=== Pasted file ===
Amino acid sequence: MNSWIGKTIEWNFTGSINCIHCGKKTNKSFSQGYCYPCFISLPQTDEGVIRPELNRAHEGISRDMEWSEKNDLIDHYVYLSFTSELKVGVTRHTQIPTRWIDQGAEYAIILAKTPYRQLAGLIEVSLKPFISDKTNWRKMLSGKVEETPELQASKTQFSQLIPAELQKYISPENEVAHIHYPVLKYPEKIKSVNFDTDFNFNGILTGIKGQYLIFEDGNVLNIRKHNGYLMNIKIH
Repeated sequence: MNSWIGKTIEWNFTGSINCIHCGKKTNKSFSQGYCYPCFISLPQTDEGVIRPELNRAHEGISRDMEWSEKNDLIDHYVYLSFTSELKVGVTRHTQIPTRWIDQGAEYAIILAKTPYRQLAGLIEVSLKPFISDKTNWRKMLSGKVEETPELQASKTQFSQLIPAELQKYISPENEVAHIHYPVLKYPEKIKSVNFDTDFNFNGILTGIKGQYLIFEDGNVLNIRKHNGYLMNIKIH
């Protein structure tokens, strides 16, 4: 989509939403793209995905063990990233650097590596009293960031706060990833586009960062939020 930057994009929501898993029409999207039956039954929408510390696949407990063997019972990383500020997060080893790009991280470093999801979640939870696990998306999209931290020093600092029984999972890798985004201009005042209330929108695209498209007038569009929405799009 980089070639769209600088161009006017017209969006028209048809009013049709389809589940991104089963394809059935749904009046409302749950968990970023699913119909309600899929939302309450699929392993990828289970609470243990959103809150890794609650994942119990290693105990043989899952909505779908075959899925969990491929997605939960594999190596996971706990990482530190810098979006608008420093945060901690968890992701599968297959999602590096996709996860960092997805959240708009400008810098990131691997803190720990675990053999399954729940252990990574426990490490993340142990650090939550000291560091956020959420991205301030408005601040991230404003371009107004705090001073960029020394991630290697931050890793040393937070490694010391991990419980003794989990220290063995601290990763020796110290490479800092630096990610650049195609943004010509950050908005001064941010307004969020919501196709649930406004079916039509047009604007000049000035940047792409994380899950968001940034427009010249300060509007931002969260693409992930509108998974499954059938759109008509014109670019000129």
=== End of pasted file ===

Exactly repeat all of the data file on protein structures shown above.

Amino acid sequence: MNSWIGKTIEWNFTGSINCIHCGKKTNKSFSQGYCYPCFISLPQTDEGVIRPELNRAHEGISRDMEWSEKNDLIDHYVYLSFTSELKVGVTRHTQIPTRWIDQGAEYAIILAKTPYRQLAGLIEVSLKPFISDKTNWRKMLSGKVEETPELQASKTQFSQLIPAELQKYISPENEVAHIHYPVLKYPEKIKSVNFDTDFNFNGILTGIKGQYLIFEDGNVLNIRKHNGYLMNIKIH
Repeated sequence: MNSWIGKTIEWNFTGSINCIHCGKKTNKSFSQGYCYPCFISLPQTDEGVIRPELNRAHEGISRDMEWSEKNDLIDHYVYLSFTSELKVGVTRHTQIPTRWIDQGAEYAIILAKTPYRQLAGLIEVSLKPFISDKTNWRKMLSGKVEETPELQASKTQFSQLIPAELQKYISPENEVAHIHYPVLKYPEKIKSVNFDTDFNFNGILTGIKGQYLIFEDGNVLNIRKHNGYLMNIKIH
């Protein structure tokens, strides 16, 4: 989509939403793209995905063990990233650097590596009293960031706060990833586009960062939020 930057994009929501898993029409999207039956039954929408510390696949407990063997019972990383500020997060080893790009991280470093999801979640939870696990998306999209931290020093600092029984999972890798985004201009005042209330929108695209498209007038569009929405799009 980089070639769209600088161009006017017209969006028209048809009013049709389809589940991104089963394809059935749904009046409302749950968990970023699913119909309600899929939302309450699929392993990828289970609470243990959103809150890794609650994942119990290693105990043989899952909505779908075959899925969990491929997605939960594999190596996971706990990482530190810098979006608008420093945060901690968890992701599968297959999602590096996709996860960092997805959240708009400008810098990131691997803190720990675990053999399954729940252990990574426990490490993340142990650090939550000291560091956020959420991205301030408005601040991230404003371009107004705090001073960029020394991630290697931050890793040393937070490694010391991990419980003794989990220290063995601290990763020796110290490479800092630096990610650049195609943004010509950050908005001064941010307004969020919501196709649930406004079916039509047009604007000049000035940047792409994380899950968001940034427009010249300060509007931002969260693409992930509108998974499954059938759109008509014109670019000129």